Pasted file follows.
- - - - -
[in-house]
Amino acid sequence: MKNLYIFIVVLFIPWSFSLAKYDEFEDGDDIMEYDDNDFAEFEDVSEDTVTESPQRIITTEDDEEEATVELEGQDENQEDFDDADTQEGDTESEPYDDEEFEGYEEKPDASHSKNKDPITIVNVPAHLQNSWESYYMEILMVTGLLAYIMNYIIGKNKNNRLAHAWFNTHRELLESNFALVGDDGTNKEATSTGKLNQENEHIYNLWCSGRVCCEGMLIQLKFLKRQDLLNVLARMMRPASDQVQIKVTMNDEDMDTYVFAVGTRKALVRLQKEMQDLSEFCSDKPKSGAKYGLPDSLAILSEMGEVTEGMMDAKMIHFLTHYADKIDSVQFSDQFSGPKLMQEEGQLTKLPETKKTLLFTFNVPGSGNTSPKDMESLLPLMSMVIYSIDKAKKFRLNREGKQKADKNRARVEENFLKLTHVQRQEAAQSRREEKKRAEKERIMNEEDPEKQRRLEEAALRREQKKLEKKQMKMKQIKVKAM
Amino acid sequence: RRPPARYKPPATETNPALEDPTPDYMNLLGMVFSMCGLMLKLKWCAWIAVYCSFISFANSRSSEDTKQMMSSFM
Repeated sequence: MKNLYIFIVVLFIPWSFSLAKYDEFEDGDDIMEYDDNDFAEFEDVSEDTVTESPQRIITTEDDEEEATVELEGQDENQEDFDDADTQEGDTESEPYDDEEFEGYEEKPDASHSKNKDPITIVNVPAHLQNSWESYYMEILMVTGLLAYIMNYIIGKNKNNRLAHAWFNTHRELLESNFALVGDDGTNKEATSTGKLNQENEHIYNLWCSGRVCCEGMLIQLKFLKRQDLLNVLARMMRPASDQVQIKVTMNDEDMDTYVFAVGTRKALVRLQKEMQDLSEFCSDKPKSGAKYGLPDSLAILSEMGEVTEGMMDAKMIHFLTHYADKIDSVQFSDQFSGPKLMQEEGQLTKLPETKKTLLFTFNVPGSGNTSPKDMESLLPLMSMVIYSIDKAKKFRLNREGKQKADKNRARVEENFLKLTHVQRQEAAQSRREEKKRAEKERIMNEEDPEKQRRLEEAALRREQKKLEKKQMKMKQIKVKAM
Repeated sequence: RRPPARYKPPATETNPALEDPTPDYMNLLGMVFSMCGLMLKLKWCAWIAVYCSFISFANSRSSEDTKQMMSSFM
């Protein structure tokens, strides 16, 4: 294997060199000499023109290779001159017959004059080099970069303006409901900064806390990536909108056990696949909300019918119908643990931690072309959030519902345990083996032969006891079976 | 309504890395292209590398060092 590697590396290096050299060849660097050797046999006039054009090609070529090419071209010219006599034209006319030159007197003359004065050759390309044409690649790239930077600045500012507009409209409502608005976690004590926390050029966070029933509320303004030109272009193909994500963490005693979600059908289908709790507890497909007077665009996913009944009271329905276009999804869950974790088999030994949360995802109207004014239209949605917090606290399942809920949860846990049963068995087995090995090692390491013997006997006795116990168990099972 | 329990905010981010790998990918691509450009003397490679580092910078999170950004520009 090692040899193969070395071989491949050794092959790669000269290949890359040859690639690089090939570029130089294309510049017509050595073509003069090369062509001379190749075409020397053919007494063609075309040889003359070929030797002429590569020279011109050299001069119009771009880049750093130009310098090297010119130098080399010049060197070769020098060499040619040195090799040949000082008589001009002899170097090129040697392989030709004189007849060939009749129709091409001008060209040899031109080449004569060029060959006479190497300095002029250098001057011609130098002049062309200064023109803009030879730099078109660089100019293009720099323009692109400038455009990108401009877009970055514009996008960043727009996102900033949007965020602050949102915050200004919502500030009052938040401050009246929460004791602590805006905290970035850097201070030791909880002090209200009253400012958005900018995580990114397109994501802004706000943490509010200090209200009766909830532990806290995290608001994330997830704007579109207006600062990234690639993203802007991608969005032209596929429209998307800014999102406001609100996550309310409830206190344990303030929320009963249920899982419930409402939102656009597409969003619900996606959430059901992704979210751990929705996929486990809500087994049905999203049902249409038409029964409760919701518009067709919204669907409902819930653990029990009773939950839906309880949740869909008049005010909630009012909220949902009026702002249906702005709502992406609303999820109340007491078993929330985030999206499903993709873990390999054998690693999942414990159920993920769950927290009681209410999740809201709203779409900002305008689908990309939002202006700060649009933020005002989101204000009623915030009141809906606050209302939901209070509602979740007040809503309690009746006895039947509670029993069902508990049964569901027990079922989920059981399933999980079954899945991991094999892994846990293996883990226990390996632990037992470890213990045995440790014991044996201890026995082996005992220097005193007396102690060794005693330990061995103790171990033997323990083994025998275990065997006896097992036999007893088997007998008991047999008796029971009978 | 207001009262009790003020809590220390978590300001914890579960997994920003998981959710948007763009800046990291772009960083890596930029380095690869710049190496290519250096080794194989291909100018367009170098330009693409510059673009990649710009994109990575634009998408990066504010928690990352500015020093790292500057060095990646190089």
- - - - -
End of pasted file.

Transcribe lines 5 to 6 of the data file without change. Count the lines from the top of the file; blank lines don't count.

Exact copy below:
Repeated sequence: RRPPARYKPPATETNPALEDPTPDYMNLLGMVFSMCGLMLKLKWCAWIAVYCSFISFANSRSSEDTKQMMSSFM
């Protein structure tokens, strides 16, 4: 294997060199000499023109290779001159017959004059080099970069303006409901900064806390990536909108056990696949909300019918119908643990931690072309959030519902345990083996032969006891079976 | 309504890395292209590398060092 590697590396290096050299060849660097050797046999006039054009090609070529090419071209010219006599034209006319030159007197003359004065050759390309044409690649790239930077600045500012507009409209409502608005976690004590926390050029966070029933509320303004030109272009193909994500963490005693979600059908289908709790507890497909007077665009996913009944009271329905276009999804869950974790088999030994949360995802109207004014239209949605917090606290399942809920949860846990049963068995087995090995090692390491013997006997006795116990168990099972 | 329990905010981010790998990918691509450009003397490679580092910078999170950004520009 090692040899193969070395071989491949050794092959790669000269290949890359040859690639690089090939570029130089294309510049017509050595073509003069090369062509001379190749075409020397053919007494063609075309040889003359070929030797002429590569020279011109050299001069119009771009880049750093130009310098090297010119130098080399010049060197070769020098060499040619040195090799040949000082008589001009002899170097090129040697392989030709004189007849060939009749129709091409001008060209040899031109080449004569060029060959006479190497300095002029250098001057011609130098002049062309200064023109803009030879730099078109660089100019293009720099323009692109400038455009990108401009877009970055514009996008960043727009996102900033949007965020602050949102915050200004919502500030009052938040401050009246929460004791602590805006905290970035850097201070030791909880002090209200009253400012958005900018995580990114397109994501802004706000943490509010200090209200009766909830532990806290995290608001994330997830704007579109207006600062990234690639993203802007991608969005032209596929429209998307800014999102406001609100996550309310409830206190344990303030929320009963249920899982419930409402939102656009597409969003619900996606959430059901992704979210751990929705996929486990809500087994049905999203049902249409038409029964409760919701518009067709919204669907409902819930653990029990009773939950839906309880949740869909008049005010909630009012909220949902009026702002249906702005709502992406609303999820109340007491078993929330985030999206499903993709873990390999054998690693999942414990159920993920769950927290009681209410999740809201709203779409900002305008689908990309939002202006700060649009933020005002989101204000009623915030009141809906606050209302939901209070509602979740007040809503309690009746006895039947509670029993069902508990049964569901027990079922989920059981399933999980079954899945991991094999892994846990293996883990226990390996632990037992470890213990045995440790014991044996201890026995082996005992220097005193007396102690060794005693330990061995103790171990033997323990083994025998275990065997006896097992036999007893088997007998008991047999008796029971009978 | 207001009262009790003020809590220390978590300001914890579960997994920003998981959710948007763009800046990291772009960083890596930029380095690869710049190496290519250096080794194989291909100018367009170098330009693409510059673009990649710009994109990575634009998408990066504010928690990352500015020093790292500057060095990646190089």